Last night I was feeling deeply sad not having Becky with me any more. The first week, I was telling myself how lucky I was to have had her for so long, that she lived a long, happy, well-loved life, and that it was truly time. Then I threw myself into work, errands, the garden, etc. This week, I have been filled with a deep sense of grief and loss.
Classical yoga would have us try to transcend the pair of opposites — pleasure and pain. Tantra would have us experience the full range deeply, knowing it is all part of the play of being manifest in human form. I have been thinking about my teacher, John Friend, who often talks of the intensity of grieving for loved ones who have died, because of having loved truly and fully.
Thinking about Becky, this chant started repeating itself in my head (I have it recorded by Dave Stringer): “sukha hara, dukha hara, hara, hara Shankara.” “Hara” is an epithet of Shiva, from the root word to bear away or destroy. “Sukha” means ease; “dukha” pain. “Shankara” is another epithet of Shiva in benevolent form. I think of this chant not so much a call to have Shiva energy destroy or remove both pleasure and pain, but rather a reminder that both pleasure and pain are integral parts of our experience of being. Recognizing that grief and loss are as much part of our own humanity as love and pleasure, helps remind me of my own connection to spirit. It ultimately inspires me to try and live in a way that is more benevolent and generous, and to respond with the most light, whatever I face. (This of course is a life work).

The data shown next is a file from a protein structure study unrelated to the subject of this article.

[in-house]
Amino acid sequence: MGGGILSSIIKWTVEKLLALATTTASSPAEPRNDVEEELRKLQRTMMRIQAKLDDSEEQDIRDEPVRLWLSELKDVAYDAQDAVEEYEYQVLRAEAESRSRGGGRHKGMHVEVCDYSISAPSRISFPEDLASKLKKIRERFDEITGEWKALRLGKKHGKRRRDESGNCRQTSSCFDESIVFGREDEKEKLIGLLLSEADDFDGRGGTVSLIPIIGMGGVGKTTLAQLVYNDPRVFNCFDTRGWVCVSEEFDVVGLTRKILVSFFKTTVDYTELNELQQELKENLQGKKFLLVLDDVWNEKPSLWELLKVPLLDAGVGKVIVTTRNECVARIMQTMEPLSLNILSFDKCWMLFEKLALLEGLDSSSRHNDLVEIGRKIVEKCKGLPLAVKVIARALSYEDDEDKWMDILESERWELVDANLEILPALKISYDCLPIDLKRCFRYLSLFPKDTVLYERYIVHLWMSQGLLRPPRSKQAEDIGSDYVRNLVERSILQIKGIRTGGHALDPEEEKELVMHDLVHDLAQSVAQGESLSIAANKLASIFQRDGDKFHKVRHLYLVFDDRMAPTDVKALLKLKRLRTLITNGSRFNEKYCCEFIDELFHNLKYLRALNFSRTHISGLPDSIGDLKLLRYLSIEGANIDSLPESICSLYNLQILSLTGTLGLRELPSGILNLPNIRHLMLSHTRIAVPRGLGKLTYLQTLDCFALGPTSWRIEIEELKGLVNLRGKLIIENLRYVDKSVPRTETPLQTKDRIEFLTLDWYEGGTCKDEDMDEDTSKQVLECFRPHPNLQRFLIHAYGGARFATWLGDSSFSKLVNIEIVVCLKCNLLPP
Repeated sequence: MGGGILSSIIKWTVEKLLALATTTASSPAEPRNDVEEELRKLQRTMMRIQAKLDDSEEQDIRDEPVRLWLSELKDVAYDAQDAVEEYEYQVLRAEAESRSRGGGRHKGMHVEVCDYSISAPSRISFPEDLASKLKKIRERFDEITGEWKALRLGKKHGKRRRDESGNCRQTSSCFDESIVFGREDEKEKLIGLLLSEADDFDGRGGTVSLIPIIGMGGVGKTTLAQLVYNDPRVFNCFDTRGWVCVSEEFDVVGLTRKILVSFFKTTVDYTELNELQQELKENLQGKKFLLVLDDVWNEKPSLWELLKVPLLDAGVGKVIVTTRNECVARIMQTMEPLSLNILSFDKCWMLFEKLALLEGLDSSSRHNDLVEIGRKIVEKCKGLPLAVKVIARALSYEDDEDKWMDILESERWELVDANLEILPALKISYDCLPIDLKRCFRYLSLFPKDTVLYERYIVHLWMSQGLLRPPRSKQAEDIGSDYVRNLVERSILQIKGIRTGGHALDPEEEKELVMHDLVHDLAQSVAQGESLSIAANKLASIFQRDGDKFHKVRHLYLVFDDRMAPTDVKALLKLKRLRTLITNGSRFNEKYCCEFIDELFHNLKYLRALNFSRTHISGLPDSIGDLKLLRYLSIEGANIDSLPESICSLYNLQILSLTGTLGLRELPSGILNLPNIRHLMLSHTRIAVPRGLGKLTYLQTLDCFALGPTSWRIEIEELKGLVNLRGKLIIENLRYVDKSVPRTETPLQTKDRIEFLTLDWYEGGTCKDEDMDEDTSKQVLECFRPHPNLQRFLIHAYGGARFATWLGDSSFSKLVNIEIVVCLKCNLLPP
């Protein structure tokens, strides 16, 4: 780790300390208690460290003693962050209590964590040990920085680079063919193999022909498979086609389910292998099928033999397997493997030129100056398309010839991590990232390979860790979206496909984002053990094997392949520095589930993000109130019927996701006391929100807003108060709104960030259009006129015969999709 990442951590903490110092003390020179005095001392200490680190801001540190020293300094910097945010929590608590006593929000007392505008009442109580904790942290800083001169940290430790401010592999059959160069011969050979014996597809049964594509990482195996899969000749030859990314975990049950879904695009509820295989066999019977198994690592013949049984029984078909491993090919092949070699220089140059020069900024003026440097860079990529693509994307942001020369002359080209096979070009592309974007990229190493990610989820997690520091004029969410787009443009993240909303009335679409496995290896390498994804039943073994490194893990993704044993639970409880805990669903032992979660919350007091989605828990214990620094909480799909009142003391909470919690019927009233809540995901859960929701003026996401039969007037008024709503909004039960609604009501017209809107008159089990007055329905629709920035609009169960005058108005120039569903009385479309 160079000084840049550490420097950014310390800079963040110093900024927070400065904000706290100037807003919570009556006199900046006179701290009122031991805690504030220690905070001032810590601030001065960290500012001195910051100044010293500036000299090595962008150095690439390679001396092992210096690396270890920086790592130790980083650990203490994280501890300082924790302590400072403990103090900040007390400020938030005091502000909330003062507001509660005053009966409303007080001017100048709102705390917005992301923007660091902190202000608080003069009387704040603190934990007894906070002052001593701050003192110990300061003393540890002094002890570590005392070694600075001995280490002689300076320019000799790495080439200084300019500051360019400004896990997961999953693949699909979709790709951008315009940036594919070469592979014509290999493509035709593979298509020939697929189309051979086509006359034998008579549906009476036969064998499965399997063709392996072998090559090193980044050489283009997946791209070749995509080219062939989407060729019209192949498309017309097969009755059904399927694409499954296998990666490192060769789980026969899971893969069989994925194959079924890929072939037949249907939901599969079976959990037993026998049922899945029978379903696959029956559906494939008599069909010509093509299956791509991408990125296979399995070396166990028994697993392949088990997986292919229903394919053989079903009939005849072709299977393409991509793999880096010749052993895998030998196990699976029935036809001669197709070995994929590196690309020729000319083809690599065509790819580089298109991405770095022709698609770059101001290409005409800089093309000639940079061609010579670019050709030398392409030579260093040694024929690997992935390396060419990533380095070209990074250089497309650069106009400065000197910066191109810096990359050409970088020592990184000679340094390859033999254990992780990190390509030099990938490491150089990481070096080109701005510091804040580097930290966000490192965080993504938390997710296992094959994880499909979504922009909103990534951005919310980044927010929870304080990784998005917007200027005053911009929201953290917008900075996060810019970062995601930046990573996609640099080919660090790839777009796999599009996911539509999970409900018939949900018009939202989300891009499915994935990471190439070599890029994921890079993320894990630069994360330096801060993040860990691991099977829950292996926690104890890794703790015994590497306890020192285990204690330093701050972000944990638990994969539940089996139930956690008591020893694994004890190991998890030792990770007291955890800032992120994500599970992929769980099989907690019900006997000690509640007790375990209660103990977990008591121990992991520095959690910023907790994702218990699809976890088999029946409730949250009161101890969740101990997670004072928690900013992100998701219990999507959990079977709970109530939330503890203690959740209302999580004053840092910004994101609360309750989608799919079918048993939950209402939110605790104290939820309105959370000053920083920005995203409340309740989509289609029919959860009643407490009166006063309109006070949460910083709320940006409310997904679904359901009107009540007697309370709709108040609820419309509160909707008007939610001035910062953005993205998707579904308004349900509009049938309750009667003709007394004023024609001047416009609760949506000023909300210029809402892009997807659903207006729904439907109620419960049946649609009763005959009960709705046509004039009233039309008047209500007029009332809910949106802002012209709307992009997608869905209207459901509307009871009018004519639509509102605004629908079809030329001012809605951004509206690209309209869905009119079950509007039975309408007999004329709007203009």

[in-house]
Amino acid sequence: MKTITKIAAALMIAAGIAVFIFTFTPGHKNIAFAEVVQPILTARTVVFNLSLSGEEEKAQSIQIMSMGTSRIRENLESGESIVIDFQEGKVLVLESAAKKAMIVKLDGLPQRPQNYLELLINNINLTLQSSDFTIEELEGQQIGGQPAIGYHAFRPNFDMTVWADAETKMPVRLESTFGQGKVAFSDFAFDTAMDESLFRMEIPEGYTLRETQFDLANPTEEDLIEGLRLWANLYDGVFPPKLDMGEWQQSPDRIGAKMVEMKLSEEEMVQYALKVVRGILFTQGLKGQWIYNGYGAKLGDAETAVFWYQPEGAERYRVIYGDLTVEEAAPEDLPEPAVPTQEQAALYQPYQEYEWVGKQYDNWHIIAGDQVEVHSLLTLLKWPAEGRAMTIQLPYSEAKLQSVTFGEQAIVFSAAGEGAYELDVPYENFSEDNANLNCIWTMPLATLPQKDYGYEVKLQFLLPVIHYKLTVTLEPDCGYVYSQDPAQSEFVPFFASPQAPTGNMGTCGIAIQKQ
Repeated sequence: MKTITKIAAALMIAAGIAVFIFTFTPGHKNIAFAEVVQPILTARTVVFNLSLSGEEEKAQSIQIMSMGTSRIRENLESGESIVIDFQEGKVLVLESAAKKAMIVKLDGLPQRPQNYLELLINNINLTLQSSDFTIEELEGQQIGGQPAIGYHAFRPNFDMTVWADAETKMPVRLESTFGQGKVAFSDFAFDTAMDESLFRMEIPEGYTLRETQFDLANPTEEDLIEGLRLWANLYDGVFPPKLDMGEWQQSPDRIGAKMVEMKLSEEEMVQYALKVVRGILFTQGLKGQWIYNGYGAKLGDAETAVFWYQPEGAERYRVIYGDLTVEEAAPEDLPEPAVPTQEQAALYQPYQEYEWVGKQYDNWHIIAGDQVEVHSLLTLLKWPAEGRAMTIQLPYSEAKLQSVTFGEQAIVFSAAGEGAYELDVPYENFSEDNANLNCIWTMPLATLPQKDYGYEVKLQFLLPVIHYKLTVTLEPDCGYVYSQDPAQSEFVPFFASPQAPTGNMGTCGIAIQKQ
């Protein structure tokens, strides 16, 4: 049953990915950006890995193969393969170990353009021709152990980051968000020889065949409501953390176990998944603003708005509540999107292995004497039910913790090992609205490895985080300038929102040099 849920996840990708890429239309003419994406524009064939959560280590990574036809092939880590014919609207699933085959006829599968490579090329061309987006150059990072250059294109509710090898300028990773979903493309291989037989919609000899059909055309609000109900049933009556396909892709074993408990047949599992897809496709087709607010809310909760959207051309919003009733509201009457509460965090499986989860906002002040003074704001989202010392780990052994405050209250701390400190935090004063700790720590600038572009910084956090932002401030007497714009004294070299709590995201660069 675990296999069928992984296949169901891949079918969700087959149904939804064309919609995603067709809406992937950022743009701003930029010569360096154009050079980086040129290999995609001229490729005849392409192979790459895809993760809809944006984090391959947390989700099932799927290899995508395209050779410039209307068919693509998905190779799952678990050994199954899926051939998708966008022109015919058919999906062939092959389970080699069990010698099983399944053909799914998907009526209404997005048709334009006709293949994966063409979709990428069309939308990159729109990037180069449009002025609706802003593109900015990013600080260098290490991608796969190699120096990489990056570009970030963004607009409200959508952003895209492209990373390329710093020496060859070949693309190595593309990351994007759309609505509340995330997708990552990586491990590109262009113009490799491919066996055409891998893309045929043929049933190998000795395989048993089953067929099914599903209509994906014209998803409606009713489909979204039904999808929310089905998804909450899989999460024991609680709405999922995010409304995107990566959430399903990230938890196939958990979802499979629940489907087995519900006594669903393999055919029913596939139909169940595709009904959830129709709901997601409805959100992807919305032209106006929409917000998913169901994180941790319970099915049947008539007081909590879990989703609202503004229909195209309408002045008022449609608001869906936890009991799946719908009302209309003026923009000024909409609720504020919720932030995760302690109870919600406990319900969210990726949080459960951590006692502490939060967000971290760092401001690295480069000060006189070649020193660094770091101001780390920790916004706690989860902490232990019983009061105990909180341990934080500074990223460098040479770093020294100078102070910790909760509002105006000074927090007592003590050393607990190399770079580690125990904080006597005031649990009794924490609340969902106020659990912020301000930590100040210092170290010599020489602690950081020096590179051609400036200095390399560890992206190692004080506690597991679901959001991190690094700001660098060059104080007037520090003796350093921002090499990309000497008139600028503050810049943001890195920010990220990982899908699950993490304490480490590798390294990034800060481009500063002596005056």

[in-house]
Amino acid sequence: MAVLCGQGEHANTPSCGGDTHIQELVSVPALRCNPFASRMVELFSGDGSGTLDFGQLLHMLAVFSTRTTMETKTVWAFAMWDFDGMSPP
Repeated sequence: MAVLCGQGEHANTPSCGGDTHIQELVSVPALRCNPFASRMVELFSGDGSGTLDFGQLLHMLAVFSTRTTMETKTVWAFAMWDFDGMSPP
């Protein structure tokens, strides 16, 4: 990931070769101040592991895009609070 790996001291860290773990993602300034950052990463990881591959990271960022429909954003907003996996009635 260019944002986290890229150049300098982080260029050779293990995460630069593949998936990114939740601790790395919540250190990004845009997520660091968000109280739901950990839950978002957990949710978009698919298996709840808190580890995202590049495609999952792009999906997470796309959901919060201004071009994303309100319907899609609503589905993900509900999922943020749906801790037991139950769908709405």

I would not give up the full and wonderful years of companionship I had with Becky and her sister Henrietta (and others who I have loved) just to avoid the grief of loss.